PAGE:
Economic Applications of Machine Learning
Friday, Jan. 5, 2018 8:00 AM - 10:00 AM
- Chair: Daniel Björkegren, Brown University
Behavior Revealed in Mobile Phone Usage Predicts Loan Repayment
AbstractMany households in developing countries lack formal financial histories, making it difficult for banks to allocate capital, and for potential borrowers to obtain loans. However, many unbanked households have mobile phones, and even prepaid phones generate rich data about their behavior. This project shows that behavioral signatures in mobile phone data predict default with accuracy approaching that of credit scoring methods that rely on financial histories. The method is demonstrated using call records matched to loan outcomes for a sample of borrowers in a Caribbean country. Individuals in the highest quartile of risk by our measure are 5.5 times more likely to default than those in the lowest quartile. We obtain this performance despite the fact that our sample is poor and uses phones infrequently. We outline several ways our method could be practically implemented.
Estimating Poverty and Wealth From Mobile Phone Data
AbstractAccurate estimates of population demographics are a critical input to social and economic research. Here, we show that it is possible to predict the wealth of an individual based on the analysis of his past history of mobile phone calls, and that phone-based predictions of millions of citizens can be aggregated into accurate national statistics. The approach is first demonstrated on a sample of 856 phone survey respondents in Rwanda, and separately validated through 1,234 face-to-face interviews in Afghanistan. In resource-constrained environments where censuses and household surveys are rare, this creates an option for gathering timely information on population statistics at a tiny fraction of the cost of traditional methods.
Forecasting Economic Activity With Yelp Data
AbstractMeasuring and forecasting economic activity is a central component of policymaking and policy research. Statistics released by government agencies such as the Bureau of Labor Statistics and Census Bureau have been the backbone of much of this work, providing insight about a wide set of policy questions. While valuable, these sources have important limitations - they are are published at low frequency with large reporting lags that can stretch back two years, and lack consistent data at granular levels of analysis such as cities or neighborhoods. While more granular data can be made available to researchers, there is often an additional waiting period of one to two years to receive this access.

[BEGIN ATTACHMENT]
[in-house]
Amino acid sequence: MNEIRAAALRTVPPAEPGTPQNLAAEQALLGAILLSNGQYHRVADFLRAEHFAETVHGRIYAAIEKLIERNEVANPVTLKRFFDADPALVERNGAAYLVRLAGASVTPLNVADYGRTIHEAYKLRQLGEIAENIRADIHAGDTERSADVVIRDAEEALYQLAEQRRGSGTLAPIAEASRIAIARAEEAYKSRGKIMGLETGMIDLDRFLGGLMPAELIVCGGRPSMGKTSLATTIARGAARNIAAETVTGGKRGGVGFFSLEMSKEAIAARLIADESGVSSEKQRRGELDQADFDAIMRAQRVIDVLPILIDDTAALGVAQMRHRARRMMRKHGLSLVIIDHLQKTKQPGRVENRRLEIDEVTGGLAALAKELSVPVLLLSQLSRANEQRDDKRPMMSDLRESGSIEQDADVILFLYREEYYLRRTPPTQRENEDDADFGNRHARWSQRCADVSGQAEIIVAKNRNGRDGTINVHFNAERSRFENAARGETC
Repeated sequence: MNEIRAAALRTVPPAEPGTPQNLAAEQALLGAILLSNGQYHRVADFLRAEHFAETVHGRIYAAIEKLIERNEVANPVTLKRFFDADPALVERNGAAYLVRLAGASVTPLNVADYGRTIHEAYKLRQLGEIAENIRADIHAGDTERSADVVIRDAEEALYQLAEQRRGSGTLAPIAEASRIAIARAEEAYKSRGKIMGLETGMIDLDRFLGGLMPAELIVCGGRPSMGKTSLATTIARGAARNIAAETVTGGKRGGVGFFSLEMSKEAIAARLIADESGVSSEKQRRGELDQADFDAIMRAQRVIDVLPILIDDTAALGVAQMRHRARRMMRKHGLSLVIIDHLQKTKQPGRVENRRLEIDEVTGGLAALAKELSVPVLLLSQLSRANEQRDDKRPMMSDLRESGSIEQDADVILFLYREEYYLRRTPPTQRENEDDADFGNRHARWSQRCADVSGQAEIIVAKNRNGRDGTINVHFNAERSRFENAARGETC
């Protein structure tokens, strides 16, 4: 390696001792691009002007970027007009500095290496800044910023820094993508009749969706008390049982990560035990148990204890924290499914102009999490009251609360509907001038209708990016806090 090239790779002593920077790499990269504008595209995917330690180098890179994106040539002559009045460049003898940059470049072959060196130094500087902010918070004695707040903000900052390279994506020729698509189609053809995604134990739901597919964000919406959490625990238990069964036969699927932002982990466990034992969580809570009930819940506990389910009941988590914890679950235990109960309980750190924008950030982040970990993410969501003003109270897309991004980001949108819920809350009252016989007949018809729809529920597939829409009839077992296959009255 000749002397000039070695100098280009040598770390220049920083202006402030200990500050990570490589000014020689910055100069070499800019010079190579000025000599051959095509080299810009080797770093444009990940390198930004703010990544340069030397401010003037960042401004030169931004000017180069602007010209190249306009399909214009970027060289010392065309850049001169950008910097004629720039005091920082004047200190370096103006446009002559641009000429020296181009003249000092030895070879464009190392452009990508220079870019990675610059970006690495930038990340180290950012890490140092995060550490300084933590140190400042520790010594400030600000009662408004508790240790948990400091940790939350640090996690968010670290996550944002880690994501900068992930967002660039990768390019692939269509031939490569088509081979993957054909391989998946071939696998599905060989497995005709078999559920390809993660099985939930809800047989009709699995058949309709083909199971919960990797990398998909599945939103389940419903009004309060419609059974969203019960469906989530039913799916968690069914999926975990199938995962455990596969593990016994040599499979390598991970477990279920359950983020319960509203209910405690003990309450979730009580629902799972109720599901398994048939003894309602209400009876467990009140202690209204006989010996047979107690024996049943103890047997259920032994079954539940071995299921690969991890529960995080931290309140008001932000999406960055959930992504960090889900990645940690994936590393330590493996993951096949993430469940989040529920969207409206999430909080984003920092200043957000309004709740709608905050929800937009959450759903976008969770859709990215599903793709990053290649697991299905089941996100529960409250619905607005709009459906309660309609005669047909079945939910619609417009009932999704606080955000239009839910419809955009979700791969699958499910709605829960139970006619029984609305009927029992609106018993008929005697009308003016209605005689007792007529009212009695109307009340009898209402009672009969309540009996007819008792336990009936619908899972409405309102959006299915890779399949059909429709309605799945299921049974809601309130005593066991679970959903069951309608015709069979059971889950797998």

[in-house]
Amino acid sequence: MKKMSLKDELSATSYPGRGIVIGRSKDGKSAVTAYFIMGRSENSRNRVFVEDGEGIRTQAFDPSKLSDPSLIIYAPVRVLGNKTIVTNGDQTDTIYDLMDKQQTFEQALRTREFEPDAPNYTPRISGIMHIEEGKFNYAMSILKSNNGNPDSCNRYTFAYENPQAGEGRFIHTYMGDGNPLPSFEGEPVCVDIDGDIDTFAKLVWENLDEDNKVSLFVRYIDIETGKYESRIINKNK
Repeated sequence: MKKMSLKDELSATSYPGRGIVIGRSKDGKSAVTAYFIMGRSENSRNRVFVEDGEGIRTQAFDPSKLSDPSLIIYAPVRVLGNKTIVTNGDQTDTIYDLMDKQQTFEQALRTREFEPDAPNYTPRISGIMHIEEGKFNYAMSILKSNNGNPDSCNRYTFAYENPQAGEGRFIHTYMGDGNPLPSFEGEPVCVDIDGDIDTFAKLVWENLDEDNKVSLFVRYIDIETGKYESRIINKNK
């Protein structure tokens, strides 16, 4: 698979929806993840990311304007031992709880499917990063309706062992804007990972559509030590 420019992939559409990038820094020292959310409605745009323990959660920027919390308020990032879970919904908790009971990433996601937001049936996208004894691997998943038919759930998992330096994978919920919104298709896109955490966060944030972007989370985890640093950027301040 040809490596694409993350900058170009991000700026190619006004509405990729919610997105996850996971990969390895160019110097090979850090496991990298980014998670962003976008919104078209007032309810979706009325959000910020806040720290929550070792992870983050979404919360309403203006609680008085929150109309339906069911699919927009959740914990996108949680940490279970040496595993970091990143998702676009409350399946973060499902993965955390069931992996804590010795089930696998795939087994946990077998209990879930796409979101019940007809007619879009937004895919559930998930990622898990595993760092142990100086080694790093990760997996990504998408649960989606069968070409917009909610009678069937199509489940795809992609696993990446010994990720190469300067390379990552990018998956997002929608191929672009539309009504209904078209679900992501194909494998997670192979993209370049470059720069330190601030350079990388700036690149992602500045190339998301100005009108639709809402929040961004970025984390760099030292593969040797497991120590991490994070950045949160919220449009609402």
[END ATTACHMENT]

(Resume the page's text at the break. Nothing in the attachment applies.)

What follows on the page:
These factors impose practical limitations on the data’s ability to shed light on real-time trends and policy. Pairing user-generated data on local business activity from Yelp with government data sources including the Quarterly Census of Employment and Wages (QCEW) and housing price data, we examine the potential and limitations of using Yelp data to improve the measurement of real time economic activity, as well as economic forecasts. We investigate the ways in which Yelp data can provide a useful complement to QCEW, by making reliable predictions on local business patterns well before the release of official statistics. However, the ability to make meaningful predictions lies not only in data gathering but also in data cleaning and model selection – we explore these decisions as well. Lastly, we expand this analysis by forecasting other economic outcomes, such as housing prices at the local level.
Harvard Business School
Harvard Business School
- C1 - Econometric and Statistical Methods and Methodology: General
- O3 - Innovation; Research and Development; Technological Change; Intellectual Property Rights